The Hill reports Democrats have no bench and no diversity in presidential candidates:
There were 19 Republican candidates in New Hampshire this past weekend. Add three more and they could have played a football game.
Among that group were two Hispanics of Cuban descent (Sens. Ted Cruz of Texas and Marco Rubio of Florida), one candidate of Indian heritage (Gov. Bobby Jindal of Louisiana) and one woman (former Hewlett-Packard CEO Carly Fiorina). African-American former neurosurgeon Ben Carson didn’t attend, but is likely to enter the race in May.
Contrast that with the Democratic field for president:
Former Secretary of State Hillary Clinton
Former Gov. Martin O’Malley (D-Md.)
Sen. Bernie Sanders (I-Vt.)
Former Sen. Jim Webb (D-Va.)
All white. Three males. One female. One candidate in his 70s, two in their 60s and one in his 50s.
Not much diversity there.
Where is the Democratic bench? Answer: It has been decimated in the Age of Obama.
Since Barack Obama won the presidency, 16 Democratic Senate seats have been won by Republicans. Eleven Democratic governors’ offices switched to the GOP in 2010 and three followed in 2014. Who runs for president? Primarily, governors and senators.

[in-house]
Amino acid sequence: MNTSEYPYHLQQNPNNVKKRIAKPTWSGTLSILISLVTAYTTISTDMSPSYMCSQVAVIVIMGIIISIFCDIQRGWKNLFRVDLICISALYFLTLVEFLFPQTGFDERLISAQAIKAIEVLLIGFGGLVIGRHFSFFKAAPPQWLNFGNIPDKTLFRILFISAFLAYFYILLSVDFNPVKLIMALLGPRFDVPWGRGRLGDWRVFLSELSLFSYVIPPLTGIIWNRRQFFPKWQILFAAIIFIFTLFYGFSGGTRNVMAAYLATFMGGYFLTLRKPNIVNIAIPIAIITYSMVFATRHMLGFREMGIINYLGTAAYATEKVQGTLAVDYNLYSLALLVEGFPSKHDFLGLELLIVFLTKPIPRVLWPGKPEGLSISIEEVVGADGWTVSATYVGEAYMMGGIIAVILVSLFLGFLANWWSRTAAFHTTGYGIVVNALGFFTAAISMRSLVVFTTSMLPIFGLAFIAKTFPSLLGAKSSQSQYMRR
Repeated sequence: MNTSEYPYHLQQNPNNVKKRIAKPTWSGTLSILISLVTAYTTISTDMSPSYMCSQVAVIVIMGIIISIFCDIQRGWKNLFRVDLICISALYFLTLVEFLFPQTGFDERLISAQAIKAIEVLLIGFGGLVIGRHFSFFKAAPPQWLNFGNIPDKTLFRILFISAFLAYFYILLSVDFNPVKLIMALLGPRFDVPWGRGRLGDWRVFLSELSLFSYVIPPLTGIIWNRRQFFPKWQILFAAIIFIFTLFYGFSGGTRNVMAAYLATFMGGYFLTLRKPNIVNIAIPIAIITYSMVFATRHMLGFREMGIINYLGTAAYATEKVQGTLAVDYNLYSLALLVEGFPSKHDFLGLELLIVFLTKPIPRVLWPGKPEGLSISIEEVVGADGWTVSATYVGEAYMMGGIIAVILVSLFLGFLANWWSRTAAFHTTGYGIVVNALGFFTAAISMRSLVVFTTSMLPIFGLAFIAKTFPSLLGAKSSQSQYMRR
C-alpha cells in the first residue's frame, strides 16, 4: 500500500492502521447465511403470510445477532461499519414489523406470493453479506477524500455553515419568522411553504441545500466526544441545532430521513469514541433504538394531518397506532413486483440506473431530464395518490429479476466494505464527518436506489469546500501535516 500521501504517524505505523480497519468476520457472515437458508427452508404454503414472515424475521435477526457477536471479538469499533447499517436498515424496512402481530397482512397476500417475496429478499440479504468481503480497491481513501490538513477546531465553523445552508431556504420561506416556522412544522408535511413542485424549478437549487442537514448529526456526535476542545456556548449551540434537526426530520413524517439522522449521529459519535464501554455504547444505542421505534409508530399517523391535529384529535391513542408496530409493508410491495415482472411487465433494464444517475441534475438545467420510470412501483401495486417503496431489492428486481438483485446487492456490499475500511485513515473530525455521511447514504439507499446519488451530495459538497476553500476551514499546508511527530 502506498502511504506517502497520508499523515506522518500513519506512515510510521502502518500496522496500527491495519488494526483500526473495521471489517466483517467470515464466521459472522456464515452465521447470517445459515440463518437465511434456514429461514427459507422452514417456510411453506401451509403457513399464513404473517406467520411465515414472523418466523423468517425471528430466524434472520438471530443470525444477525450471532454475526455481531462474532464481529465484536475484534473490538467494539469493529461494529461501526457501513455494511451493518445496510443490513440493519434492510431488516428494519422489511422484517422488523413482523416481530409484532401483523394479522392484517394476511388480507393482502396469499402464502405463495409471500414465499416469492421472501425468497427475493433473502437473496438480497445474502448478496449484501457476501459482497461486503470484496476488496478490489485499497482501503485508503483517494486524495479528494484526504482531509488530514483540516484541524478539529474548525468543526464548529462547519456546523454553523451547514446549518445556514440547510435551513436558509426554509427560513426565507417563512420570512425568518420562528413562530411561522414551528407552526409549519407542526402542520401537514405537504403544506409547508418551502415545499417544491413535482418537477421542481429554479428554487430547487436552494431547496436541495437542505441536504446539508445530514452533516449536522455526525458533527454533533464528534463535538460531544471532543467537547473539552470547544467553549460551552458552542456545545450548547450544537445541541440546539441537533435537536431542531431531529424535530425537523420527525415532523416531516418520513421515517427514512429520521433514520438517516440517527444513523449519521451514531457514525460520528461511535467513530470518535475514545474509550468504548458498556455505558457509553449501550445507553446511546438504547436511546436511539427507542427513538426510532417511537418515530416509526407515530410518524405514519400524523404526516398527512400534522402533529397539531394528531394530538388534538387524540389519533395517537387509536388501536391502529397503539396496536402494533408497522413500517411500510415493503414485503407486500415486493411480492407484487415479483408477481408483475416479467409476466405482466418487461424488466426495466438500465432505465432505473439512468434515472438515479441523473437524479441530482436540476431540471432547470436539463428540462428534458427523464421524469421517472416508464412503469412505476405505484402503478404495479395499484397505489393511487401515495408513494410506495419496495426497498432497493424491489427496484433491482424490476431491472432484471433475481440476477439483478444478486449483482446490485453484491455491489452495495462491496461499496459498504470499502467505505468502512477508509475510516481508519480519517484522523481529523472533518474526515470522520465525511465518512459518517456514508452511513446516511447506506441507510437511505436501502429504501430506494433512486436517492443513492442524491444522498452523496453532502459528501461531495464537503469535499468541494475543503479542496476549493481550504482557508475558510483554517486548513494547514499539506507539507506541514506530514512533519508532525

The Democratic Party has no bench.
Liberals are pining for first-term Sen. Elizabeth Warren (D-Mass.) to listen to their pleas and enter the race. To date, she has resisted the pressure of endorsing Clinton. She isn’t running.
Who else is there?
Vice President Biden? He’s 72 years old and a punchline.
Former Vice President Gore? He is amassing a $200 million fortune, mostly from Al Jazeera, which is owned by the emir of Qatar.
There are no other credible Democratic names, which is remarkable given the political logjam of eight years of President Obama, the leader of the country and the leader of the Democratic Party.
The simple truth is that Obama’s record has been politically toxic for congressional Democrats and he has not been interested in building up the Democratic Party.
After a number of potentially strong Republican candidates passed in 2012 (believing that Obama was not beatable for reelection), the flood gates have opened. Cable TV networks will need a wide angle lens to capture the Republican debate stage this fall.